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ACS Now Has a Guideline for Care of Head and Neck Cancer Survivors

Surabhi Dangi-Garimella, PhD
With an increasing population of head and neck cancer survivors in the United States, the American Cancer Society identified the need to develop survivorship guidelines that can lend support to primary care clinicians and other health practitioners as they care for survivors.
With an increasing population of head and neck cancer (HNC) survivors in the United States, the American Cancer Society (ACS) identified the need to develop survivorship guidelines that can lend support to primary care clinicians and other health practitioners as they care for survivors. The guideline emphasizes monitoring for recurrence, screening for second primary cancers, assessment and management of long-term and late effects, health promotion, and care coordination.

According to ACS estimates, nearly 3% (436,060) of cancer survivors in the United States have survived a bout of HNC. With these numbers in mind, ACS convened an expert panel that included members with expertise in primary care, dentistry, surgical oncology, medical oncology, radiation oncology, clinical psychology, speech language pathology, physical medicine and rehabilitation, nursing, and a HNC survivor who provided a patient perspective. The panel reviewed existing guidelines and research evidence through April 2015, and created recommendations, which the committee has stressed “should be viewed as consensus-management strategies” to assist survivors. While 2081 articles were identified from a preliminary search, only 184 were finally included as evidence base.

Published online in CA: A Cancer Journal for Clinicians, the following are some of the key recommendations provided by the guideline for primary care physicians:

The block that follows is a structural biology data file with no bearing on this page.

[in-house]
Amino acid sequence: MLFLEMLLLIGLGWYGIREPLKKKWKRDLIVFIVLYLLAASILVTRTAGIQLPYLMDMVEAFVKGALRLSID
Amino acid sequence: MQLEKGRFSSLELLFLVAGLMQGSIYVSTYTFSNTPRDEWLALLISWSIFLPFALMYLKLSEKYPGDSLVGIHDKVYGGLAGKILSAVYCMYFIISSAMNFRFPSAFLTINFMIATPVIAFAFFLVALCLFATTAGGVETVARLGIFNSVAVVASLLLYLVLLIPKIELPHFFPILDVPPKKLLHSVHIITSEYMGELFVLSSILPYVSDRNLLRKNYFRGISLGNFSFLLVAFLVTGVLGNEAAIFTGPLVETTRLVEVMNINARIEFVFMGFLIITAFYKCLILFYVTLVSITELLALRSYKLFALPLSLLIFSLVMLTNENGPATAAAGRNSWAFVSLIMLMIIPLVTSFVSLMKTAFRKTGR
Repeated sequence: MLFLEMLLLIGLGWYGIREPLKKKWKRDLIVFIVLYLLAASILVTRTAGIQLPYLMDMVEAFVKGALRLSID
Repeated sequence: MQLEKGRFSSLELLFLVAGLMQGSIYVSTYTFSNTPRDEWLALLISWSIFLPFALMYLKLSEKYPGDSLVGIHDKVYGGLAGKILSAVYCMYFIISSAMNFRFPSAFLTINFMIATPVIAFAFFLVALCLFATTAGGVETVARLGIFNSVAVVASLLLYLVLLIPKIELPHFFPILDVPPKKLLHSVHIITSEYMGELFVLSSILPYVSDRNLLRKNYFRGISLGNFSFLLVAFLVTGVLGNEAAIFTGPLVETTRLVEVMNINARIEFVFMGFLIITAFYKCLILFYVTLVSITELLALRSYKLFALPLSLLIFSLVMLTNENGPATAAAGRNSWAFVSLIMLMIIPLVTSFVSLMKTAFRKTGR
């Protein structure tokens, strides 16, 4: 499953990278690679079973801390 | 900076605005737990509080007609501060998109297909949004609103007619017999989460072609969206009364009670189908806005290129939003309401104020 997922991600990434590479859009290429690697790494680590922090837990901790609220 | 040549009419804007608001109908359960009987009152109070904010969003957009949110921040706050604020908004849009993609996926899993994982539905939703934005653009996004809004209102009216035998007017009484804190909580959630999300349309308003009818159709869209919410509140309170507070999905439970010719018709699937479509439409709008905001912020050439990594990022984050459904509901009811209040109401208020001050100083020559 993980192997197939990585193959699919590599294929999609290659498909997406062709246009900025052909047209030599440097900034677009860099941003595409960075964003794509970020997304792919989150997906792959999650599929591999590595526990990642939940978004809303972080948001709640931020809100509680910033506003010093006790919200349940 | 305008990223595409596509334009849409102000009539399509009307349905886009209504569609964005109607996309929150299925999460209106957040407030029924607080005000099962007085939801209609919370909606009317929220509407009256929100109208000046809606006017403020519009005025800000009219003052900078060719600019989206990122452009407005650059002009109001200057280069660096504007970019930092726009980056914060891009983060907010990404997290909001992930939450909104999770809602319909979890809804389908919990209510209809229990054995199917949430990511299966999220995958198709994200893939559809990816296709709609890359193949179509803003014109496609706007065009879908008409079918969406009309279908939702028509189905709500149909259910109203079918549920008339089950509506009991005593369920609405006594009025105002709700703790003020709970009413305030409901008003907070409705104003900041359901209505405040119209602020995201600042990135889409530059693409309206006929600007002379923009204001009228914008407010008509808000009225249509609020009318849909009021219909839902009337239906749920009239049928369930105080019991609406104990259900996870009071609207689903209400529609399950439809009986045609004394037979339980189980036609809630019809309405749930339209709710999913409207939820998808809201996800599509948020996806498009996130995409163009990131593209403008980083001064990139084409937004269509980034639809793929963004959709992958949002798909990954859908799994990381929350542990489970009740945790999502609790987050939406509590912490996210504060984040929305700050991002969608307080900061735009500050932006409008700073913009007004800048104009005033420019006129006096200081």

1.      Surveillance for HNC recurrence

a.       History and physical. Primary care clinicians should

           i.      individualize clinical follow-up care provided to HNC survivors based on age, specific diagnosis, and treatment protocol as recommended by the treating oncology team

           ii.      conduct a detailed cancer-related history and physical examination every 1-3 months for the first year after primary treatment, every 2-6 months in the second year, every 4-8 months in years 3-5, and annually after 5 years

           iii.      confirm continued follow-up with otolaryngologist or HNC specialist for HN-focused examination

b.      Education. Primary care clinicians should educate survivors on signs of local recurrence and refer them to an HNC specialist is symptoms of recurrence are observed.

2.      Screening and detection of second primary cancers. HNC survivors should be screened similar to the general population for early detection of primary cancers, including lung cancer and another head and neck and esophageal cancer (as if at increased risk).

3.      Physical and psychosocial support. Long term and late effects of HNC should be regularly assessed at each follow-up visit.

4.      Guideline recommends assessing for spinal accessory nerve palsy, cervical dystonia/muscle spasms/neuropathies, shoulder dysfunction, trismus, dysphagia, gastroesophageal reflux disease, and lymphedema.

5.      Additional recommendations are for monitoring fatigue, altered of loss of taste, hearing loss, vertigo, vestibular neuropathy, sleep apnea, speech disturbance, hypothyroidism, oral and dental caries, periodontitis, xerostomia, osteonecrosis, and oral infections.

6.      Body and self-image. If HNC survivors have body or self-image concerns, they should be referred to psychosocial care.

7.      Distress or anxiety. Following regular assessment, primary care clinicians should either provide in-office counseling, provide pharmacotherapy, and/or refer HNC survivors to appropriate psycho-oncology and mental health resources or social workers per their need.

8.      Health promotion. These recommendations include educating HNC survivors on their treatment and its side effects, maintaining a healthy weight, encouraging physical activity, adequate nutrition, tobacco cessation, and the importance of personal and oral hygiene.

9.      Care coordination and practice implications. Clinicians should obtain the survivor’s treatment summary and survivorship care plan from the oncology team, maintain a continued dialogue with the oncology team, and should include caregivers, spouses, or partners in the process or care and support.

                   

Reference

Cohen EE, LaMonte SJ, Erb NL, et al. American Cancer Society head and neck cancer survivorship care guideline. CA Cancer J Clin. 2016;66(1):43-73. doi:10.3322/caac.21343.

 
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